GENEVA, Feb. 15 This winter Chicago was paralyzed by snow. Last winter it was Boston. European Russia has just suffered its coldest December in a century. In Britain and Western Europe, the summer of 1976 was the hottest in 250 years.
A Vast ‘Interdisciplinary Effort’ To Predict Climate Trend Urged; Neutralization Needed

February 24, 1979, Saturday

By WALTER SULLIVAN Special to The New York Times

GENEVA, Feb. 23–After exchanging views here for two weeks, the people who know more about climate than anyone else in the world have concluded that climate’s future trends can be predicted in a meaningful way only after “an interdisciplinary effort of unprecedented scope.”
Scientists Reviving Speculation on Climate and Slipping Antarctic Ice; Theory of Linked Events Evidence in Bones Volcanic Dust Theory In Less Than a Century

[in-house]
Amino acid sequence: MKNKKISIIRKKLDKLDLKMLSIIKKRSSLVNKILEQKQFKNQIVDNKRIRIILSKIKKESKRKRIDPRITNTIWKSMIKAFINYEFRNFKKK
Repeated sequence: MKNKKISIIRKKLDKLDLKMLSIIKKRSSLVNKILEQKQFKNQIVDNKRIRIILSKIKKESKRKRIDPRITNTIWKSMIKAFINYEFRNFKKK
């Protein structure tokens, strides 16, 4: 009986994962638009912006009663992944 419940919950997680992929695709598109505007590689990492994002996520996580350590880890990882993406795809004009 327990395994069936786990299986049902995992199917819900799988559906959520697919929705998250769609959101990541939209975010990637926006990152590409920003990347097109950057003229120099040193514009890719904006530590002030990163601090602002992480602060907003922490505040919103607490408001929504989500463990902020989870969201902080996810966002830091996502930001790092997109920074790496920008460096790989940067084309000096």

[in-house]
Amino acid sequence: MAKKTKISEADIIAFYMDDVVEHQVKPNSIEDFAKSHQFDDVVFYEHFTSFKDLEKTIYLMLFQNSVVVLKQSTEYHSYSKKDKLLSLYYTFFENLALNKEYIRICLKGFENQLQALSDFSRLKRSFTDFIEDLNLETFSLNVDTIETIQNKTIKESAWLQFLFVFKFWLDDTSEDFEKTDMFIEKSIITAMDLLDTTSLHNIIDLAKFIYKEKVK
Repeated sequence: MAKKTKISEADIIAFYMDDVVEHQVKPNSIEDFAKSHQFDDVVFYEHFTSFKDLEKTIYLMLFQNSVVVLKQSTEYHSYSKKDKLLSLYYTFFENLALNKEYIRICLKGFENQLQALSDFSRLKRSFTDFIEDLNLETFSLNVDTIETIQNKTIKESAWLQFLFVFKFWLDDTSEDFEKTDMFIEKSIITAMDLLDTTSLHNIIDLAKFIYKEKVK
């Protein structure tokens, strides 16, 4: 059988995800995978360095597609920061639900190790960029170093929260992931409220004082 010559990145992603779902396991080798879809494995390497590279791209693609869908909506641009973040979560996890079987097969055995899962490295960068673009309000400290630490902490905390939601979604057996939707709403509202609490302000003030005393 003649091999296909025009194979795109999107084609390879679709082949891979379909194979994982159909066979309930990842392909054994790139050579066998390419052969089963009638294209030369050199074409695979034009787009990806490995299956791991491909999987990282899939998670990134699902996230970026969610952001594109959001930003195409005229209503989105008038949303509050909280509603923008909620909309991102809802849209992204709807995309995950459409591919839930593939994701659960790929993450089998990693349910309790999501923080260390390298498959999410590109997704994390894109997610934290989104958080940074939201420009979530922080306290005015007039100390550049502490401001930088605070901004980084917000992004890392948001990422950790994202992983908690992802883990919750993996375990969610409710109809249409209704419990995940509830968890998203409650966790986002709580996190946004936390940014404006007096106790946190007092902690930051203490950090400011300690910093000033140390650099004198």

March 9, 1980, Sunday


Scientists are reviving the controversial notion that millions of cubic miles of Antarctic ice can sometimes abruptly slip off the continent into the sea, resulting in extreme increases in global ocean levels and precipitating a dramatic chilling of the world’s climate.

Sometimes you have to look backwards to see where you are heading….this may be such a time.


John Shotsky

One thought on “Some 1855 to 1980 New York Times reports of changing climate”

  1. In the past, nobody knew, a few pretended to know.

    Nowadays, nobody knows, many pretend to know.

    In the future, when data, understanding and experience are multiplied by a factor of at least a thousand – and when today’s computer models will be period jokes, along with teardrop goatees and tramp stamps – somebody may actually know something about climate trends. Maybe!